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    27-03-2018
    Klik hier om een link te hebben waarmee u dit artikel later terug kunt lezen.Michel Foucault als naïeve bewonderaar van de Iraanse revolutie & Islam

    Bernard E. Harcourt | Introduction to Foucault on Iran: Revolt as Political Spirituality Waar komt Foucaults fascinatie voor Iraanse revolutie vandaan? Controversieel onderwerp.

    December 11, 2017

    Vooraf: (Source: Janet Afary and Kevin B. Anderson, Foucault and the Iranian Revolution

    Foucault, unfortunately, was precisely seduced by the popular uprising in Iran, which he claimed might signify a new "political spirituality", with the potential to transform the political landscape of Europe, as well as the Middle East. Thus, for example, in his October 1978 article, "What Are the Iranians Dreaming About?", he adopted an almost mythic rhetoric to describe the revolutionary struggle:

    "The situation in Iran can be understood as a great joust under traditional emblems, those of the king and the saint, the armed ruler and the destitute excile, the despot faced with the man who stands up bare-handed and is acclaimed by a people."

    And he added reassuringly that nobody in Iran envisaged bringing about a political regime in which clerics would have a controlling or even supervisory role. Rather, the popular uprising was aiming towards a "utopia" or "ideal", which involved a notion of "advancing toward a luminous and distant point where it would be possible to renew fidelity rather than maintain obedience." He added that in pursuit of this ideal, "the distrust of legalism seemed to be essential, along with a faith in the creativity of Islam."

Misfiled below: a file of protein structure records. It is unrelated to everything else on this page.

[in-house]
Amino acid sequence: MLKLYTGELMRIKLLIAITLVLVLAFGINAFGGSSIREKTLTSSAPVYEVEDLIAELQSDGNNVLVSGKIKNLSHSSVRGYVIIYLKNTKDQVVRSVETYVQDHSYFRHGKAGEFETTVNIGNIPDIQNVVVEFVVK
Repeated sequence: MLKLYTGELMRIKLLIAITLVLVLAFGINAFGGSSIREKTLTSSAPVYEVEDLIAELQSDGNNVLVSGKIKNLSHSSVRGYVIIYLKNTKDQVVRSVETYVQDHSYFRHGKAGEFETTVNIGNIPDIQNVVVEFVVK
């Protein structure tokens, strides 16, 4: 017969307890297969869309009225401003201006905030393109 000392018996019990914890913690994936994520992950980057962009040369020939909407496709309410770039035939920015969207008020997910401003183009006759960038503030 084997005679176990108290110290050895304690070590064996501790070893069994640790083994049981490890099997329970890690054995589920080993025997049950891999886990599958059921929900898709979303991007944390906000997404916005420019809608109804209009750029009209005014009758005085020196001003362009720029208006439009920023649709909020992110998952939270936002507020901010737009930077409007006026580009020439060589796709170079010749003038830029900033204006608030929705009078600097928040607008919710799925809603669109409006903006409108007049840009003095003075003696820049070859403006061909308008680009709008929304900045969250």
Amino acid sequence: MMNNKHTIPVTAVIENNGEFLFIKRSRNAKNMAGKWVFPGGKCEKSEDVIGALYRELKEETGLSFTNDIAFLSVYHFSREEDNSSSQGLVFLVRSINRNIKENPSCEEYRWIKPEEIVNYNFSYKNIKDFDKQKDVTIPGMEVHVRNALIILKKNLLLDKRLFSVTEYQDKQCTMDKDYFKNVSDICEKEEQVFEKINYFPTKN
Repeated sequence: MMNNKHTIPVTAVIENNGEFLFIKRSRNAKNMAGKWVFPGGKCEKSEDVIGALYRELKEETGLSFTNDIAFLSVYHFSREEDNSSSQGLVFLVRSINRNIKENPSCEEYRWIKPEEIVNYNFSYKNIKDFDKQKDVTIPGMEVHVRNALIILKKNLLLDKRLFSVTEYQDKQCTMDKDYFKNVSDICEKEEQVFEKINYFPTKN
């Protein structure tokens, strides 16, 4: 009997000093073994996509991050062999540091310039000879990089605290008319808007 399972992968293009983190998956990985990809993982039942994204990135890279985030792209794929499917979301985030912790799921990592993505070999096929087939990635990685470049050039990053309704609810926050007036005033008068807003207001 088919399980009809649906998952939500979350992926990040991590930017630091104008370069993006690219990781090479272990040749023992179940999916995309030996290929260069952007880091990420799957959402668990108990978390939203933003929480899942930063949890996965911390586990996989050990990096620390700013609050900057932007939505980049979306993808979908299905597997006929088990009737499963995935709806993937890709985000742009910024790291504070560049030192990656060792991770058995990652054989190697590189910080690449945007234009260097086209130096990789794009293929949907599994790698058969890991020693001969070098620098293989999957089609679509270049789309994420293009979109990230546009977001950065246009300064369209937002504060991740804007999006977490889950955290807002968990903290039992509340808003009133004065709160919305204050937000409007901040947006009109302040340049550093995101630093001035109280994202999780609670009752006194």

In the particulars, Foucault was effusive:

    "Islam values work; no one can be deprived of the fruits of his labor, what must belong to all (water, the sub-soil) shall not be appropriated by anyone. With respect to liberties, they will be respected to the extent that their exercise will not harm others; minorities will be protected and free to live as they please on the condition that they do not harm the majority; between men and women there will not be inequality with respect to rights, but difference, since there is natural difference. With respect to politics, decisions should be made by the majority, the leaders should be responsible to the people, and each person, as it is laid out in the Quran, should be able to stand up and hold accountable he who governs.

    On February 1st 1979, five million people were on the streets of Tehran to welcome back Ayatollah Khomeini after 14 years of exile. By the end of February, power effectively lay his hands and the hands of a revolutionary council. Former officials of the Shah's government were rounded up, and many were summarily executed. Public whipping was introduced for alcohol consumption. Libraries were attacked if they held books that were "anti-Islamic". Broadcast media was censored. As for women's rights, and Foucault's claim that there would not be inequality, only difference (whatever that actually means), on March 3rd, Khomeini decreed that women would be unable to serve as judges; on March 4th, that only a man could petition for divorce; on March 9th, women were banned from participating in sport; and on March 8th, as predicted by many more pessimistic voices, women were ordered to wear the chador.